Saturday, January 11, 2014

Restaurer les oeuvres des musées par Sinier de Ridder | restoration

Restauration d'une vielle à roue de Nicolas Pierre Tourte dit "Tourte père".

Restoration of a Hurdy-Gurdy by Nicolas Pierre Tourte known as Tourte père.
(see below)

Little is know of the life and origins of  Nicolas Pierre Tourte. Leading bow experts and makers  Bernard Millant, Jean-Rançois Raffin and historian Bernard Gaudfroy have compiled what scant information is available in their authoritative work: "l'Archet français"*. The following present publication will, we hope, add to this effort, and thereby contribute to a better understanding of this important maker's work.

Pierre Tourte is registered as a "menuisier" (carpenter) in the first half of the 18th century. Working in the "Faubourg St. Antoine" neighborhood of Paris, which along with the hospice of the "Quinze Vingts" and the "cloisters of Notre Dame" constituted privileged working environments, he was exempted from the strict control of the guilds' authority.

In the 18th century, a "menuisier", thus freed from the constraints ordinarily imposed upon him by the guilds, was able to exercise his trade in the manufacture of a variety of objects. Aside from the production of furniture, he would be free to make smaller wooden objects such as boxes, cases, frames, and musical instruments and accessories. At that time the apprentices had stains less "noble" work, turning, ankles, buttons, accessories, and bows in this case, leaving for the master of the workshop the master pieces. The guilds' rules allowed workers living in these privileged places to be free to choose their techniques and materials, but however, required them to have no brands, and not put their address on the labels. Indeed, they would often perform piecework for their "guilded" colleagues who would then apply their own signature to the work thus produced. The identification of these  craftsmen's instruments is, therefore, often quite difficult.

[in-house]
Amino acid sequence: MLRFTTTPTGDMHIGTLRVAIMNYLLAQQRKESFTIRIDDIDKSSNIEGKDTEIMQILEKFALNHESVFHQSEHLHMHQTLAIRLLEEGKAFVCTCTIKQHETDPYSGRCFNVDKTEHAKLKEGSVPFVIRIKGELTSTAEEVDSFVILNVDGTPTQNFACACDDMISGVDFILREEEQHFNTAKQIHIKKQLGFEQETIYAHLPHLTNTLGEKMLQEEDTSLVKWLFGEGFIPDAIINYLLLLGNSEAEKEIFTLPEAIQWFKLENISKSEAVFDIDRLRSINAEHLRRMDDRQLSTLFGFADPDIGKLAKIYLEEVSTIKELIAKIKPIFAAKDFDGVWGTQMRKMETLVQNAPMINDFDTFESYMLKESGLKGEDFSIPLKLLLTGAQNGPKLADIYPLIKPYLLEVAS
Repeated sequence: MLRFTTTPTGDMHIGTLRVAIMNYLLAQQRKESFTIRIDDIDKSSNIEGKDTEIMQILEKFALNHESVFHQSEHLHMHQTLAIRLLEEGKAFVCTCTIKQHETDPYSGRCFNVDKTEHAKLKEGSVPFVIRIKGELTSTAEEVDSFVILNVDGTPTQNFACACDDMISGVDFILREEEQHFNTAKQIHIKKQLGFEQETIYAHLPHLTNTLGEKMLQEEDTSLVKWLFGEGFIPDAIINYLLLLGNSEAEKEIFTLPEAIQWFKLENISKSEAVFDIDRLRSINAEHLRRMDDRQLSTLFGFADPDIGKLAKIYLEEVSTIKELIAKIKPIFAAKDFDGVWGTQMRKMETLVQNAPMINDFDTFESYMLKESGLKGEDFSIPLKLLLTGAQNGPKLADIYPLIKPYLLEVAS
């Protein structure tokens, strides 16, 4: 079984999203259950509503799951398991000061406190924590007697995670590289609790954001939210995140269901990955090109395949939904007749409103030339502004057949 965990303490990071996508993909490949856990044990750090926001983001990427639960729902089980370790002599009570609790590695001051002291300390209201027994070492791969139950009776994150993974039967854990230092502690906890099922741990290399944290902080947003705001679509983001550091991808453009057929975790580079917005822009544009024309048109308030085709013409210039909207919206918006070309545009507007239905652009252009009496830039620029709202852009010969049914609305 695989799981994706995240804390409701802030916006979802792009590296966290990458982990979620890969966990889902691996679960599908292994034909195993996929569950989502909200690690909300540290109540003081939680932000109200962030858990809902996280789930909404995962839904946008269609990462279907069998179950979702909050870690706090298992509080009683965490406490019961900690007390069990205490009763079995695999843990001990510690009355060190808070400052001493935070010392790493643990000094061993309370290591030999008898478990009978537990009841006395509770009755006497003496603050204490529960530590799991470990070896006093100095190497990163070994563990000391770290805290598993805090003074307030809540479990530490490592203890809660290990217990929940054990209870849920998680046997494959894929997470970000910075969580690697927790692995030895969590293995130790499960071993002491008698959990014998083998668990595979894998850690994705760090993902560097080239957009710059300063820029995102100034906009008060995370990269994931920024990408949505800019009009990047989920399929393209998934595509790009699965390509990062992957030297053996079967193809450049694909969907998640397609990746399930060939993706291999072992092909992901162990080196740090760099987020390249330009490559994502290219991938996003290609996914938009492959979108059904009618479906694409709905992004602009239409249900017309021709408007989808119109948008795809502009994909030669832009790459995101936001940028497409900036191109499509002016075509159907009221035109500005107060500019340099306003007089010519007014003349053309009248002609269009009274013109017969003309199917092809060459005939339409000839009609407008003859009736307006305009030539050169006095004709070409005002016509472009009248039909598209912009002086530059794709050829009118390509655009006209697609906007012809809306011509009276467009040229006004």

This is where the instrument that we present: a hurdy-gurdy built in the early 18th century. A pretty carved head in the style of the 17th, a flat soundbox with high ribs, at least some repairs to complete clumsy and disrupt the identification of the instrument, it is entirely covered with a thick orange paint...

more > Sinier de Ridder (in French) | in English

No comments:

Post a Comment